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Friday’s Reading List

By Taylor Marvin

Hungarian stamp with a jinni from the One Thousand and One Nights, 1965. Via Wikimedia.

Hungarian stamp with a jinni from the One Thousand and One Nights, 1965. Via Wikimedia.

What I read this week:

Endorsing the so-called Asia Pivot, Peter Beinart argues that American foreign policy must discriminate between core interests and conflicts the US should avoid investing itself in.

Four decades after its democratic revolution, reflecting on a Portugal, and by extension, southern Europe, that to many feels less sovereign than before.

The risks of the long lag time required to host mega sport events — years after it was chosen to host the 2014 World Cup, today’s Brazil is a different place.

The choice to translate Frozen — Disney’s most translated film — into Modern Standard Arabic, rather than more accessible dialects (via Marc Lynch).

Why dismissing all criticism of Turkey’s prime minister as “anti-Erdoganism” is effective, and is Turkey regressing towards the mean of failed democracy?

Why have CIA drone strikes in Pakistan been on hold for the last half year?

The structural roots of Nigeria’s violent instability.

Iran and Nuclear Domino Fears

By Taylor Marvin

Screencap of video by the Israeli Ministry of Diaspora Affairs, via the Times of Israel and Nima Shirazi.

Screencap of video by the Israeli Ministry of Diaspora Affairs, via the Times of Israel and Nima Shirazi.

Writing in the Spectator, Matthew Kroenig again argues in favor of a US attack targeting Iran’s nuclear infrastructure.* The ongoing negotiations between Iran and the P5+1 group and November intirm agreement are likely to fail, Kroenig writes, meaning that the US must be ready to choose “between bad options,” and weigh the risks of war against the risks of a nuclear-armed Iran.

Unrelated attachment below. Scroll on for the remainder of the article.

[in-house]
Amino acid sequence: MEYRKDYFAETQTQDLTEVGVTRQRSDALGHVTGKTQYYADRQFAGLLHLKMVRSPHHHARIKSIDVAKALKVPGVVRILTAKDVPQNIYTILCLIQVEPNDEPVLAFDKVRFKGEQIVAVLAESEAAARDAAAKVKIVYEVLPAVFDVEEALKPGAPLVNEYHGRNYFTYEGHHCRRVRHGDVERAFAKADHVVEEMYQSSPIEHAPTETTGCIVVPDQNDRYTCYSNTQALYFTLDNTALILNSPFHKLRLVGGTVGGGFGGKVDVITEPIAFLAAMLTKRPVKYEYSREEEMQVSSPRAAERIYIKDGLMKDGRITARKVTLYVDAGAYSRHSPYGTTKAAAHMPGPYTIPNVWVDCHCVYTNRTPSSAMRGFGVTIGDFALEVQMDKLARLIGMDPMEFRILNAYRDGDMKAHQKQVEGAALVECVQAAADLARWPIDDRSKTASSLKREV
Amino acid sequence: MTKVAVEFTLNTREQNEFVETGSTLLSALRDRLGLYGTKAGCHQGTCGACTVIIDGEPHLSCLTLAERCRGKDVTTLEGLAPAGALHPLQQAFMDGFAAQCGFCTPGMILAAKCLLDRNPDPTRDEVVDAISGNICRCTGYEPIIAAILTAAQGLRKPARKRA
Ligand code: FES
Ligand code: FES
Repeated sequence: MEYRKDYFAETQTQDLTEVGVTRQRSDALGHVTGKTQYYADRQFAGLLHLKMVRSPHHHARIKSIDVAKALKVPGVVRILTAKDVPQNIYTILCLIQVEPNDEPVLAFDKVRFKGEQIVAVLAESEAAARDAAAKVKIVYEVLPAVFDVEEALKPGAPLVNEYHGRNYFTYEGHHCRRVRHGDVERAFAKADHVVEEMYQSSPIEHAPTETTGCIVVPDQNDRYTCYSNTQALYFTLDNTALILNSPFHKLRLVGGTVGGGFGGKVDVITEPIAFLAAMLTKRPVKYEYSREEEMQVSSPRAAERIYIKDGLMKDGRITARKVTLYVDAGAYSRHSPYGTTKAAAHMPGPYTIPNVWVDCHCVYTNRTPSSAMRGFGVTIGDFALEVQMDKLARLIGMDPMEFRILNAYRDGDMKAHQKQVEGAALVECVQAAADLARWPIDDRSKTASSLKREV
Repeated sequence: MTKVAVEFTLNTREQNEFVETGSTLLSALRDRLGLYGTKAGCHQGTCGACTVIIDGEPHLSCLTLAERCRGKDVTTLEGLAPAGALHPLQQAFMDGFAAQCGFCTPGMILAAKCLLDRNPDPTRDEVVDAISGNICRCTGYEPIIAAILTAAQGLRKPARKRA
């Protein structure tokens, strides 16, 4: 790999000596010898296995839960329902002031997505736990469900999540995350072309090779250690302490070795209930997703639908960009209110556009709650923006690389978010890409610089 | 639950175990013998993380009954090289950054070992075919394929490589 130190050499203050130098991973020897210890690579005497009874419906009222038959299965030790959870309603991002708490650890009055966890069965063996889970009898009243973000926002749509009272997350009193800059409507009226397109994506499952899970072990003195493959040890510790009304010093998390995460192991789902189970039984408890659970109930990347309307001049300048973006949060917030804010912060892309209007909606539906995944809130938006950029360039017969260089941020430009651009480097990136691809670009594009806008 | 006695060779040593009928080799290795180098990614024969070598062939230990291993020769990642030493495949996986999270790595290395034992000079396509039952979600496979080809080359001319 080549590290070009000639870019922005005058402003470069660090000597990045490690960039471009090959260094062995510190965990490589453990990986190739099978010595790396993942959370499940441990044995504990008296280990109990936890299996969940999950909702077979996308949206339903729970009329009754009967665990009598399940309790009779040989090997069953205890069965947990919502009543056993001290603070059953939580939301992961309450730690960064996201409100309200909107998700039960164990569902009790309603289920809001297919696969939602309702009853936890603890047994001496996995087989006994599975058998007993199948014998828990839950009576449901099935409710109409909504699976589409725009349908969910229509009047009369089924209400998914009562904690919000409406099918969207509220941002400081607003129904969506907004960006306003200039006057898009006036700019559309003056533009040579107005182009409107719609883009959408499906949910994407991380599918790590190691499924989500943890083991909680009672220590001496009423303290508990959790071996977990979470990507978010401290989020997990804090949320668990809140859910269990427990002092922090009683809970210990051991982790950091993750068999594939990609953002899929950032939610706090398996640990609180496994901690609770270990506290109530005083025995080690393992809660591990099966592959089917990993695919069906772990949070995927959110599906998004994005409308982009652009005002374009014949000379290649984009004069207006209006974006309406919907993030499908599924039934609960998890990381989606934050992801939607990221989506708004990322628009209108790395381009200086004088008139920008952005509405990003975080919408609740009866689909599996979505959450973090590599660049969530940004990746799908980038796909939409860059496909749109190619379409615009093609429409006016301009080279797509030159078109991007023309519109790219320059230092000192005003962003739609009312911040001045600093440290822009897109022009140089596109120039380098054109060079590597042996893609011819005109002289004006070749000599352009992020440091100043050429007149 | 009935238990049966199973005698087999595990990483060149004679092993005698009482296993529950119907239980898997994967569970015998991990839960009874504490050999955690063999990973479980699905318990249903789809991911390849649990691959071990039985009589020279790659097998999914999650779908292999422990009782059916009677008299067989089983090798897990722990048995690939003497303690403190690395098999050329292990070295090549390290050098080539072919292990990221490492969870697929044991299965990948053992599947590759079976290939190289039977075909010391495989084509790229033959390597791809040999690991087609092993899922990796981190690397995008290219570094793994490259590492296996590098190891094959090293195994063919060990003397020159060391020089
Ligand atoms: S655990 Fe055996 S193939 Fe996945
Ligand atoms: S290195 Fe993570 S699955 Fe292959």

The most obvious flaw in Kroenig’s argument is his hand-waving away of the difficulties and long-term consequences of a US strike on Iran. While an American strike would do far more damage to Iranian nuclear infrastructure than an Israeli one — Kroenig specifically cites the destructive power of the US 15 ton Massive Ordinance Penetrator bunker buster, which is carried by strategic bomber aircraft Israel does not operate; not if a retired US Air Force officer and other hawks don’t have their way, that is — it isn’t a simple task. “A US strike would set Iran’s nuclear programme back by a number of years at minimum and create a significant possibility that Iran could never acquire nuclear weapons,” Kroenig writes, but this is a blithely dismissive justification for actions that would create a virulently and justifiably anti-American Iranian citizenry, war with Iranian proxies, and an open-ended commitment to periodically bombing the country, as well as instantly validating the worldview of Iranian hardliners. These aren’t “serious risks”; they’re guaranteed disastrous consequences that would do enormous lasting damage to America’s global standing and the world economy.

Proponents of striking Iran have offered numerous reasons why an Iranian nuclear capability or assembled weapon would be more dangerous than violently delaying Iran’s nuclear program. Kroenig justifies the consequences of his preferred policy by citing the fears that a reliable weapon and delivery system would give Iran greater freedom to support international terrorism and its proxies, and while admittedly the Iranian leadership is not suicidal, a nuclear-armed Iran could still stumble into a disastrous nuclear war. Another fear is that an Iranian bomb would lead to nuclear proliferation throughout the Middle East, either through Iran exporting nuclear weapons or promoting its rivals to themselves arm:

Tehran would probably export do-it-yourself atomic bomb kits to other countries around the world. And the global nonproliferation regime would collapse as it became clear that the international community lacked the resolve to stop the spread of the world’s most dangerous weapons.